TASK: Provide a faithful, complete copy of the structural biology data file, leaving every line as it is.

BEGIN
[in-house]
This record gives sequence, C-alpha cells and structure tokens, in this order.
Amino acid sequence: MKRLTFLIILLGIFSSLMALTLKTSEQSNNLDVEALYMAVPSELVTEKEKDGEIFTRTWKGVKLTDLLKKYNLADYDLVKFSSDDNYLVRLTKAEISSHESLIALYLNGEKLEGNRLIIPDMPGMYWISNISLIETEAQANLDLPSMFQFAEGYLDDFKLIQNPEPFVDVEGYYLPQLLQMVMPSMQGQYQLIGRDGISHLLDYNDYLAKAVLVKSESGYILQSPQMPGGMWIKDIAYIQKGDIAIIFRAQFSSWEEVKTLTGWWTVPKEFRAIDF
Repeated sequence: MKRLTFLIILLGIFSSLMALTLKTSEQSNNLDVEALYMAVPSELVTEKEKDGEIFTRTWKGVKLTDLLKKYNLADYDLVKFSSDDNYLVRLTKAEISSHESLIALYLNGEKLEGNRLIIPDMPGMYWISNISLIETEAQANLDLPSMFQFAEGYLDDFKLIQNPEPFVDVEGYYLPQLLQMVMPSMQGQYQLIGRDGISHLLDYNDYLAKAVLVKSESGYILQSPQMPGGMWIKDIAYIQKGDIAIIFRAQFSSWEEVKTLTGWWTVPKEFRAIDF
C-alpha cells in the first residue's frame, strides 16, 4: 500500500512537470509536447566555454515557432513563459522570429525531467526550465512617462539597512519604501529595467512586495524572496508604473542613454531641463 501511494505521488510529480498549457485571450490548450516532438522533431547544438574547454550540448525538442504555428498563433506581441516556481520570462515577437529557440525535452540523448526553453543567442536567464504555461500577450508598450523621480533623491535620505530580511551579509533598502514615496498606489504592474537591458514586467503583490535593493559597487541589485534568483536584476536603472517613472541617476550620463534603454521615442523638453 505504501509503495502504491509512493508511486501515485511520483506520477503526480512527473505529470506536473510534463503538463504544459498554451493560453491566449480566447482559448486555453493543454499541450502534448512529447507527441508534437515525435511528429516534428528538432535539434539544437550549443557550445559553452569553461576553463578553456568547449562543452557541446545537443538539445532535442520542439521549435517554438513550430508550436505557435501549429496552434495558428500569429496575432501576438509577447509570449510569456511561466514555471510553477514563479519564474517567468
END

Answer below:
[in-house]
This record gives sequence, C-alpha cells and structure tokens, in this order.
Amino acid sequence: MKRLTFLIILLGIFSSLMALTLKTSEQSNNLDVEALYMAVPSELVTEKEKDGEIFTRTWKGVKLTDLLKKYNLADYDLVKFSSDDNYLVRLTKAEISSHESLIALYLNGEKLEGNRLIIPDMPGMYWISNISLIETEAQANLDLPSMFQFAEGYLDDFKLIQNPEPFVDVEGYYLPQLLQMVMPSMQGQYQLIGRDGISHLLDYNDYLAKAVLVKSESGYILQSPQMPGGMWIKDIAYIQKGDIAIIFRAQFSSWEEVKTLTGWWTVPKEFRAIDF
Repeated sequence: MKRLTFLIILLGIFSSLMALTLKTSEQSNNLDVEALYMAVPSELVTEKEKDGEIFTRTWKGVKLTDLLKKYNLADYDLVKFSSDDNYLVRLTKAEISSHESLIALYLNGEKLEGNRLIIPDMPGMYWISNISLIETEAQANLDLPSMFQFAEGYLDDFKLIQNPEPFVDVEGYYLPQLLQMVMPSMQGQYQLIGRDGISHLLDYNDYLAKAVLVKSESGYILQSPQMPGGMWIKDIAYIQKGDIAIIFRAQFSSWEEVKTLTGWWTVPKEFRAIDF
C-alpha cells in the first residue's frame, strides 16, 4: 500500500512537470509536447566555454515557432513563459522570429525531467526550465512617462539597512519604501529595467512586495524572496508604473542613454531641463 501511494505521488510529480498549457485571450490548450516532438522533431547544438574547454550540448525538442504555428498563433506581441516556481520570462515577437529557440525535452540523448526553453543567442536567464504555461500577450508598450523621480533623491535620505530580511551579509533598502514615496498606489504592474537591458514586467503583490535593493559597487541589485534568483536584476536603472517613472541617476550620463534603454521615442523638453 505504501509503495502504491509512493508511486501515485511520483506520477503526480512527473505529470506536473510534463503538463504544459498554451493560453491566449480566447482559448486555453493543454499541450502534448512529447507527441508534437515525435511528429516534428528538432535539434539544437550549443557550445559553452569553461576553463578553456568547449562543452557541446545537443538539445532535442520542439521549435517554438513550430508550436505557435501549429496552434495558428500569429496575432501576438509577447509570449510569456511561466514555471510553477514563479519564474517567468